I’m not going to delve into all the details of the policy (Calcaterra does a nice job outlining them in his post), but much of what you’d expect to be in it is there. A lot of it as common sense — don’t condone steroid use in a tweet, for example — but as we’ve seen all too many times, common sense takes a back seat when some athletes get their hands on a smartphone.
That said, while I felt that MLB needed a social media policy, I was worried that it would drop the ball and try to tamp down players’ use of Twitter and other platforms. That would have been more fuel for those who view MLB as an antiquated, stodgy, behind-the-times organization — which, at times, it has been — that ignores what’s good for it, and for fans.
Fortunately, MLB’s policy appears to be refreshingly progressive. Far from trying to quell social media use among players, it actually encourages them “to connect with fans through Twitter, Facebook, and other social media platforms. Along with MLB’s extensive social media activities, we hope that your efforts on social media will help bring fans closer to the game and have them engaged with baseball, your club and you in a meaningful way.”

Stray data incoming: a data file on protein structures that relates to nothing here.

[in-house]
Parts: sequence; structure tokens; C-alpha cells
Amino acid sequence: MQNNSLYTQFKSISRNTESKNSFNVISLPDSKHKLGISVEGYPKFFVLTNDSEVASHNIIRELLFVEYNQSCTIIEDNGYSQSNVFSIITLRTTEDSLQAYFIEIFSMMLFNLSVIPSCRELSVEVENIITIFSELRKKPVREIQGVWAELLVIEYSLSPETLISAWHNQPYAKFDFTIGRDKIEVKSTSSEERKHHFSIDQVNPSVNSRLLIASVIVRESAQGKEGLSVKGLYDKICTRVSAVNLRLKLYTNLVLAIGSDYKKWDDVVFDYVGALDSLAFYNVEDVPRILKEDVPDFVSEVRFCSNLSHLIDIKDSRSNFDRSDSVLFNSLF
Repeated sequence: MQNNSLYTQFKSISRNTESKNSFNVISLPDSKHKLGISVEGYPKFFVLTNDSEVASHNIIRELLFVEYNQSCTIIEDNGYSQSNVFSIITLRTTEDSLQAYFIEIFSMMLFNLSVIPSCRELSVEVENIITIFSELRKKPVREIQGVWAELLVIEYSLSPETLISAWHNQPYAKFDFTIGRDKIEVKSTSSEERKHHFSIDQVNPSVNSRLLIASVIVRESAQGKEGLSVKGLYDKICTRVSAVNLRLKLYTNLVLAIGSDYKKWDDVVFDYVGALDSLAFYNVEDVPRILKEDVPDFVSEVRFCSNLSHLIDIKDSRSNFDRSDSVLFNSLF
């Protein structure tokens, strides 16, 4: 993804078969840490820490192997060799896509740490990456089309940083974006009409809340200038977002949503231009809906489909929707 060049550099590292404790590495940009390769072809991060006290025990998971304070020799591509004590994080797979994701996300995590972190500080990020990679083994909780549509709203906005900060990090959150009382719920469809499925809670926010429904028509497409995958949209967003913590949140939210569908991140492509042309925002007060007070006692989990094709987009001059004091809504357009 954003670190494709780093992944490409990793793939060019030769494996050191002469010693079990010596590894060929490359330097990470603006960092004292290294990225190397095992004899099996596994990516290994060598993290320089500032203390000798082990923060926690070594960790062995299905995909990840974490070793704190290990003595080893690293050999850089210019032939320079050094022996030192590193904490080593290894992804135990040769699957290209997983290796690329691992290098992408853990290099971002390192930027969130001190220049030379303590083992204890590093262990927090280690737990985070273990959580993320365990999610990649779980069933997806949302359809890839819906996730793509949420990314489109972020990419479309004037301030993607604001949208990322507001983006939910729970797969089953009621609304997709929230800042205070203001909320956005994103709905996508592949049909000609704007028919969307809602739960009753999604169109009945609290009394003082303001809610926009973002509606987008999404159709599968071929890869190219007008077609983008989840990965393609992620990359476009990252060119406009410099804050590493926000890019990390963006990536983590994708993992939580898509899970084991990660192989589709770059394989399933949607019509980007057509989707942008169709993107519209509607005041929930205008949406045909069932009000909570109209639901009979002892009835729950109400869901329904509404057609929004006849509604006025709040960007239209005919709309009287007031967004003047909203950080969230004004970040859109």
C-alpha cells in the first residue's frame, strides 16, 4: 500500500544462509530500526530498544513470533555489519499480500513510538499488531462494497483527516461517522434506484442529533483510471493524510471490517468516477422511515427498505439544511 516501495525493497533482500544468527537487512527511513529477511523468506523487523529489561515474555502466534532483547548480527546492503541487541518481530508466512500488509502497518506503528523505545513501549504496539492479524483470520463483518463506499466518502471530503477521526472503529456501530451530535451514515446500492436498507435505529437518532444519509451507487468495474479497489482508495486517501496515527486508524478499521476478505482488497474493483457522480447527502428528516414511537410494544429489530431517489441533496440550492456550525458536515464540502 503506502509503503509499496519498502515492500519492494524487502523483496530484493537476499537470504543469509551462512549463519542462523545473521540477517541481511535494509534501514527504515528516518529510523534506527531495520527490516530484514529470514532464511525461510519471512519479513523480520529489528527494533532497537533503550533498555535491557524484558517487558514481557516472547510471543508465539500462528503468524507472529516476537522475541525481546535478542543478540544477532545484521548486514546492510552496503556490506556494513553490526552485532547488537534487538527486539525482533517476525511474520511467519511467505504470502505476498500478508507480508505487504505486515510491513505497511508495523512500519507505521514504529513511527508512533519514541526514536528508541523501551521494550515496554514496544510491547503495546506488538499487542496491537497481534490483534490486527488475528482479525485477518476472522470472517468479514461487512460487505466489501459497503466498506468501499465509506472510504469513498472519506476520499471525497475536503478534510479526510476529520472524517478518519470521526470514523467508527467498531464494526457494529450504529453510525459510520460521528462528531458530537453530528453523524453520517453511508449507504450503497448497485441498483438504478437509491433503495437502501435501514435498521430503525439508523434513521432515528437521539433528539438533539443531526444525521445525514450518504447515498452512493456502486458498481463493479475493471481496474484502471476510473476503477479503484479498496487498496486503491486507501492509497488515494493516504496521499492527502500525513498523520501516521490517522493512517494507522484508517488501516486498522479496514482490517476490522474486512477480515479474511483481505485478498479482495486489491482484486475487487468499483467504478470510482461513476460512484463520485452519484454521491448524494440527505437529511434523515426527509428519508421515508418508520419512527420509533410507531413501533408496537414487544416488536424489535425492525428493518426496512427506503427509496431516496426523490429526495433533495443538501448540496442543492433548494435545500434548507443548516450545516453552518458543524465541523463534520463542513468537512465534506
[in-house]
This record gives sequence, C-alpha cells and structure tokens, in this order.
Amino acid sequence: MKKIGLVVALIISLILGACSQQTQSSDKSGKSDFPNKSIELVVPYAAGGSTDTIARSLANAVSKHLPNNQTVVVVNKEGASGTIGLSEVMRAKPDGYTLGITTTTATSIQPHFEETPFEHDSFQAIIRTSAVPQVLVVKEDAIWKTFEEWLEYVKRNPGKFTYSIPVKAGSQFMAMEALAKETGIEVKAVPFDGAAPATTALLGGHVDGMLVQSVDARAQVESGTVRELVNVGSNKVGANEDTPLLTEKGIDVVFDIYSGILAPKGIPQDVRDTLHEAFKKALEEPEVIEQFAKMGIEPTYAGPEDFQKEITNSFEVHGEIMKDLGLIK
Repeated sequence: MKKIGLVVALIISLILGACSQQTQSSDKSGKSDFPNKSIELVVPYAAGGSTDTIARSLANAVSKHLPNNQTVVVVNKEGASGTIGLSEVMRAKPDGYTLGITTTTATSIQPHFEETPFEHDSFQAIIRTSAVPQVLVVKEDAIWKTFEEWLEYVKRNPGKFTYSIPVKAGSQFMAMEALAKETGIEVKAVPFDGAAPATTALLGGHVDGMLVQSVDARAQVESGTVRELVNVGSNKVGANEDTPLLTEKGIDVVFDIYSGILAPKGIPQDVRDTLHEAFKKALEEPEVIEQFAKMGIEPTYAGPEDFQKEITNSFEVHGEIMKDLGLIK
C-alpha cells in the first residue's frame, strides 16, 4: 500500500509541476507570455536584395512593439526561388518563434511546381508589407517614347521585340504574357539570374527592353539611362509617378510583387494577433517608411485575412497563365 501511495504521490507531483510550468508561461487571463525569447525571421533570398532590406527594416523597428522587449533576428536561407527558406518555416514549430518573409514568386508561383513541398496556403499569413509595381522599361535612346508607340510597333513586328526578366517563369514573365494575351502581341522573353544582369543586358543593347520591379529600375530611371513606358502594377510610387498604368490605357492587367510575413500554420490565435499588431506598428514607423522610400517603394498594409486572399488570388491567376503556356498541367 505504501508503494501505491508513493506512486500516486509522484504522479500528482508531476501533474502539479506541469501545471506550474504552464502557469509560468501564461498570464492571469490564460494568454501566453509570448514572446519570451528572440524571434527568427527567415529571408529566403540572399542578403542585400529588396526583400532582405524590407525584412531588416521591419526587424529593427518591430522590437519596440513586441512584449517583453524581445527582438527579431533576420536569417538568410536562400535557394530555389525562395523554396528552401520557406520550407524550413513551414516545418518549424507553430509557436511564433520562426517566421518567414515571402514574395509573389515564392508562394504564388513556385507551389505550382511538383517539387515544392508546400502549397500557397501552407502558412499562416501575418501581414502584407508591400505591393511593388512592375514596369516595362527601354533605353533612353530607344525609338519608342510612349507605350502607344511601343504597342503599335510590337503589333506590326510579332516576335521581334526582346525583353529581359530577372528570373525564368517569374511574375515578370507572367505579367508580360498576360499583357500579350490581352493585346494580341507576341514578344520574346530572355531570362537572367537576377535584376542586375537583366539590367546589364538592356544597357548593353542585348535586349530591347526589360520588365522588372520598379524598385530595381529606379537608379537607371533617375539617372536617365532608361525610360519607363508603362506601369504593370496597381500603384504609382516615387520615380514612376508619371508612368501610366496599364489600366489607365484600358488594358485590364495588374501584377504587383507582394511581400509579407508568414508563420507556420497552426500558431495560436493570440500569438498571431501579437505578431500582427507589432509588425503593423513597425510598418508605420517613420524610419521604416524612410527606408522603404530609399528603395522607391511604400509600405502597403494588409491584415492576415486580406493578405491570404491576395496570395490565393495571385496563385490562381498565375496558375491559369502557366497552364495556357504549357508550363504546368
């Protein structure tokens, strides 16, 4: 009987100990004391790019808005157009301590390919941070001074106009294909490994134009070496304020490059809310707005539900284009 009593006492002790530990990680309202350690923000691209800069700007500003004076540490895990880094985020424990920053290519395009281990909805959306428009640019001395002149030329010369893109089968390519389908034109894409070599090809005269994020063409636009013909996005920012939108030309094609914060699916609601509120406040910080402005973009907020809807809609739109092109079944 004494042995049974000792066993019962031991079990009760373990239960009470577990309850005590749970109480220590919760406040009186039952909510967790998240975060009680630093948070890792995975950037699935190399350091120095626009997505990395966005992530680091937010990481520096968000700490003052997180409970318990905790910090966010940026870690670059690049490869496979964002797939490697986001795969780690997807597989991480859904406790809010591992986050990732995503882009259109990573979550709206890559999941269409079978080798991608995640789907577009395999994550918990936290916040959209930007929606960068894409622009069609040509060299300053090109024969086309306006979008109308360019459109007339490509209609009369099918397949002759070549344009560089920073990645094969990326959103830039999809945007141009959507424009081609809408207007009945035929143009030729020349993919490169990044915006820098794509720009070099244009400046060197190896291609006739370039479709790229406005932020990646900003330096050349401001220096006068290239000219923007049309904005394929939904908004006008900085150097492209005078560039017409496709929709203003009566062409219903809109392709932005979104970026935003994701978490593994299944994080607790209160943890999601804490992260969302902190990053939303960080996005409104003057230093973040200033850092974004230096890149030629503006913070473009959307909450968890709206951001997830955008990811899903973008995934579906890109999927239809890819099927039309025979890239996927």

This is absolutely the right move. Baseball, as “individual” as major team sports get, has thrived on having a colorful cast of characters long before social media became a part of everyday life. Encouraging those characters to use social media as a platform to directly engage their fans can only build interest and brand loyalty — and inject more fun into a game that could desperately use it.
By essentially telling noted tweeters like Orioles center fielder Adam Jones, “We like what you’re doing here; don’t ever change,” MLB is not only helping those players build their fan base, it’s also helping improve its overall product.
Sure, some players are still going to tweet regrettable things from time to time, but that’s a small price to pay for what baseball stands to gain from social media.
I’ll gladly hit the “Like” button on this one.